Susanty Theny arrived in San Francisco in 1983 with her husband Henry and hope for a better life. Ethnic Chinese from Indonesia, Susanty knew no English and had to start at the beginning. She soon enrolled in her first English as a Second Language class in the noncredit division of City College of San Francisco. Susanty was placed in ESL 50, the beginning class. Determined to learn, she systematically worked her way through the seven levels of noncredit ESL instruction, all the while keeping her eyes on her larger goal: a college degree.
Susanty studied diligently, but often felt frustrated by her new country and new language. In spite of feeling discouraged and tempted at times to give up her dreams, Susanty completed the seven levels of the noncredit ESL program in two years including summer sessions. The noncredit ESL program gave Susanty the tools to tackle her next project: an AA degree.
She began studying in the credit division of CCSF. Unfortunately, just as she began to feel her dream of higher education was in sight, Susanty was beset by a life-threatening illness and was forced to drop out of school. For the next five years she fought her illness, using the English she had learned to navigate the medical system.
When she recovered her health in 1990, Susanty began doing childcare. She also started taking City College credit classes at night with the aim of earning an AA degree. In 1994 Susanty’s interest in children led her to apply for work as an instructional aid in the San Mateo County School District. She offered to help in the special education class where assistants were acutely needed. Over the past 11 years, Susanty has helped hundreds of students reach their IEP (Individual Education Plan) goals. The job has been demanding, but Susanty has persevered. She learned enough Braille to work with students with visual impairments. She learned sign language so she could assist students with auditory impairments. She has assisted students with autism. When asked about her job, Susanty said, "I like to see the students grow. I am happy to be part of their learning." None of this would have been possible without the English she learned in her first noncredit classes at City College of San Francisco.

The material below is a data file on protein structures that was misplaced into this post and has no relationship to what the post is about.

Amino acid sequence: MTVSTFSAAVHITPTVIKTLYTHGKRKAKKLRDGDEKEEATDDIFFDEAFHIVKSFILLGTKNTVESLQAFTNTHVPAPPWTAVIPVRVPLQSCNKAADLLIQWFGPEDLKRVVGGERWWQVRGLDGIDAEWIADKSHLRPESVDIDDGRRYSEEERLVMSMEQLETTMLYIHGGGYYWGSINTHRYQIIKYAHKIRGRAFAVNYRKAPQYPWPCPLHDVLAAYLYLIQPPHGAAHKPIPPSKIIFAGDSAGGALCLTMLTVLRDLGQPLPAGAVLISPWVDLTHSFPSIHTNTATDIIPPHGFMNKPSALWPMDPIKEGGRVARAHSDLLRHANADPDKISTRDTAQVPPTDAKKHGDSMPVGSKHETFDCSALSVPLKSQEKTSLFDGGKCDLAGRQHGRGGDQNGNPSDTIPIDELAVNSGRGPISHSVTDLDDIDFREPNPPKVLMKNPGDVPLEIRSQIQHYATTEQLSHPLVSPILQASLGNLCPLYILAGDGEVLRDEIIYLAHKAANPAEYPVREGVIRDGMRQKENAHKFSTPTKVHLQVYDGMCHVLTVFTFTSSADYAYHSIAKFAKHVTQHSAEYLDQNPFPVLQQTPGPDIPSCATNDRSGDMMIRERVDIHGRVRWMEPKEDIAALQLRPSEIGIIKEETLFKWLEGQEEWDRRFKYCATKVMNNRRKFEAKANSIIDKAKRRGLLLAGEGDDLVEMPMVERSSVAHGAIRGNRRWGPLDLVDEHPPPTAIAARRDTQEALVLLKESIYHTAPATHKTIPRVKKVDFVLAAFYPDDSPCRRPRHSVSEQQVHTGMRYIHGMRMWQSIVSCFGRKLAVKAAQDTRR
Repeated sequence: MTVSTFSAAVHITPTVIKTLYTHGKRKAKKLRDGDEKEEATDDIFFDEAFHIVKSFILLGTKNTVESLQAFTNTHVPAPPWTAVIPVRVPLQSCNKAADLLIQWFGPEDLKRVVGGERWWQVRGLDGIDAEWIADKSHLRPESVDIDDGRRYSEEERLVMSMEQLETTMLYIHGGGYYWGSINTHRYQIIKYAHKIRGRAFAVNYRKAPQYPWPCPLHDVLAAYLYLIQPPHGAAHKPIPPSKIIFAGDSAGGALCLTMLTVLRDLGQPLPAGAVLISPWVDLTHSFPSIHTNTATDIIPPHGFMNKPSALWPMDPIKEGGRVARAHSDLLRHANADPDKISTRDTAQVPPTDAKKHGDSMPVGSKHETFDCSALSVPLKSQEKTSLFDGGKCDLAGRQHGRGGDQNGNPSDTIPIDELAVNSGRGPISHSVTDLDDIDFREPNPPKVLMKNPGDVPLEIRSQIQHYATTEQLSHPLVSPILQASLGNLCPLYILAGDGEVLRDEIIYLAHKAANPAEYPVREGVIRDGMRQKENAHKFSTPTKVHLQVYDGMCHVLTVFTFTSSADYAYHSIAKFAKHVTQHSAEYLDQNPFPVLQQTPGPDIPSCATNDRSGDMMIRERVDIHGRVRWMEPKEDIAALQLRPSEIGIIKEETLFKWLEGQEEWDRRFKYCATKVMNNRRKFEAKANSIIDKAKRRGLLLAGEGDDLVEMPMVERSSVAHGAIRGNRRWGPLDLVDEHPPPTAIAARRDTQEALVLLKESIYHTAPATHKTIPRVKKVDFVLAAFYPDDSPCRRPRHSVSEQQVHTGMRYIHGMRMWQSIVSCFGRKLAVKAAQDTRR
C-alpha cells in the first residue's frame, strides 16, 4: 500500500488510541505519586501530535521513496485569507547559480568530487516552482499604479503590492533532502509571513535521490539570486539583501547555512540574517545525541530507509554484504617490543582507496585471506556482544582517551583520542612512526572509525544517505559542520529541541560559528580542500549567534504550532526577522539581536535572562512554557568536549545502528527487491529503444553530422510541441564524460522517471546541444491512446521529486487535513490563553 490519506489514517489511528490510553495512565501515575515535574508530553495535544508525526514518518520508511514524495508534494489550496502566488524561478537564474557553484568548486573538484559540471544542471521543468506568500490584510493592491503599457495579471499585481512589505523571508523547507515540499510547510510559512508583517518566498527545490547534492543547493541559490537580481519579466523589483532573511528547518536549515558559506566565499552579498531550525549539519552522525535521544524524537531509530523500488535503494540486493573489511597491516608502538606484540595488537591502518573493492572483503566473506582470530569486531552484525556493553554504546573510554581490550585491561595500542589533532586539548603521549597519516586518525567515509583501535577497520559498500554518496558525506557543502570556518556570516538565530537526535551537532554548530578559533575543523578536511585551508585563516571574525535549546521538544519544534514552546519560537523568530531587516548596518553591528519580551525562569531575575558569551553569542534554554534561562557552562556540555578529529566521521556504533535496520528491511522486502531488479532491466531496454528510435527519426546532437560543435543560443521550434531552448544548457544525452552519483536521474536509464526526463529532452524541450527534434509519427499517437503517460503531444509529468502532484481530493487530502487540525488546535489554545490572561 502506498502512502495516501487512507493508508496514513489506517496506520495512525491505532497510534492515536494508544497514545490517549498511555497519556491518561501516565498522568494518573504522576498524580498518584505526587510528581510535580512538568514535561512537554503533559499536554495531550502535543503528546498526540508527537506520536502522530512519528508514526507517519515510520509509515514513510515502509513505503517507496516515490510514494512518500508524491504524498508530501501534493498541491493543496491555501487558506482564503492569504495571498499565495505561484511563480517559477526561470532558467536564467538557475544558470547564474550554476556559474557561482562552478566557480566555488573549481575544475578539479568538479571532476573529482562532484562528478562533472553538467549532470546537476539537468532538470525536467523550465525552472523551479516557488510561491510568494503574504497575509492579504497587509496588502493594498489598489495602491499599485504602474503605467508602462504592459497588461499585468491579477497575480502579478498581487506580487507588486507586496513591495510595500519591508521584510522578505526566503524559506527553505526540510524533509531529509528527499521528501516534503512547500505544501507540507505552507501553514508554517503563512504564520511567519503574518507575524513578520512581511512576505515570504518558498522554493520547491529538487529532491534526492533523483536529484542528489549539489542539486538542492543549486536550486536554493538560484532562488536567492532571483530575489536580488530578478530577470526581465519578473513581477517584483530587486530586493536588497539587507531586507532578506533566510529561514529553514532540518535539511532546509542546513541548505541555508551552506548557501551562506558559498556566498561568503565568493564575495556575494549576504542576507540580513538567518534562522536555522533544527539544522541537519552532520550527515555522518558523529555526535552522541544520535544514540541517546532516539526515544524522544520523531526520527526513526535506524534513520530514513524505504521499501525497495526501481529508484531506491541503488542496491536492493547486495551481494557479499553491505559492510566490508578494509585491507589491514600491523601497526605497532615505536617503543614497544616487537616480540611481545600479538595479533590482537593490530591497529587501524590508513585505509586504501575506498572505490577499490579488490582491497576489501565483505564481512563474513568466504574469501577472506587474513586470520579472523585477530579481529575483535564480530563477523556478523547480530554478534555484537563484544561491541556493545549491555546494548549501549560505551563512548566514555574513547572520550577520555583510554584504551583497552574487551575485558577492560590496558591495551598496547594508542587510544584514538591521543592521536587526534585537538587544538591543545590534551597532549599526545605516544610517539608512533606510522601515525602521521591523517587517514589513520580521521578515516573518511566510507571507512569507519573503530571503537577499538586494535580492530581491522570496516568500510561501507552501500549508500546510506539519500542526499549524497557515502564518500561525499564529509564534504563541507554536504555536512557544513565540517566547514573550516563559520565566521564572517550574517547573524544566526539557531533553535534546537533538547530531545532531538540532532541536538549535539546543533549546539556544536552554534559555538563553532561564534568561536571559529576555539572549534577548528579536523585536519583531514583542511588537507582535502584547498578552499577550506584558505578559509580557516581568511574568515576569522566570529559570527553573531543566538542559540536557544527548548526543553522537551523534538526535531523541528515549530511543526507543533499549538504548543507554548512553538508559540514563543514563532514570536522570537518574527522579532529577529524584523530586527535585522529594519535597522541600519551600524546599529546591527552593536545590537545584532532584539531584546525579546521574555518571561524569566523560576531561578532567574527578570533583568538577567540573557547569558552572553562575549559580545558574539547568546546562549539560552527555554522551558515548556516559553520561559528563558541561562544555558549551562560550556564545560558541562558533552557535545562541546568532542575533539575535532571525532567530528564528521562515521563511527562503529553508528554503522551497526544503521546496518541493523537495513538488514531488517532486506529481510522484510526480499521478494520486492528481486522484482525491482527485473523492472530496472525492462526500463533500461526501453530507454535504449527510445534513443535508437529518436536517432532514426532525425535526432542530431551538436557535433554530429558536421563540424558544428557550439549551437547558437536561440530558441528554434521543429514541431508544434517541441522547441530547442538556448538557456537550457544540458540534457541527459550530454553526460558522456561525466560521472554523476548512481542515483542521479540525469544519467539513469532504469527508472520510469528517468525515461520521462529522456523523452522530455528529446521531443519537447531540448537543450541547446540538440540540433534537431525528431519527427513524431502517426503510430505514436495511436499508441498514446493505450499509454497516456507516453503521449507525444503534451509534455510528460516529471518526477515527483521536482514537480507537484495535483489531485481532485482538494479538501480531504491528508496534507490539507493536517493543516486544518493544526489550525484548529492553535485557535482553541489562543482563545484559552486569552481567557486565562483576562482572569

This semester, Susanty is completing the requirements for her AA degree, finally achieving her goal, twenty-two years after she first enrolled in a beginning adult education (noncredit) English as a Second Language class. Her serious health problems delayed, but never extinguished, her determination to earn a college degree.
Susanty has used the English she learned in adult education, not only to reach her own goals, but also to help others. As a volunteer at the public library, she has read stories to children and taught teens knitting and quilt-making.
Susanty is currently participating in Project SHINE, Students Helping in the Naturalization of Elders. As part of a national service-learning program, students from credit classes assist immigrant elders as they struggle to enter American society and study for the citizenship exam. Susanty comments, "These students reflect me when I first came here. It makes me happy to help."
Susanty's future plans include continuing to work as an instructional Aide as well as volunteer work. She's not sure, but she might even continue her education.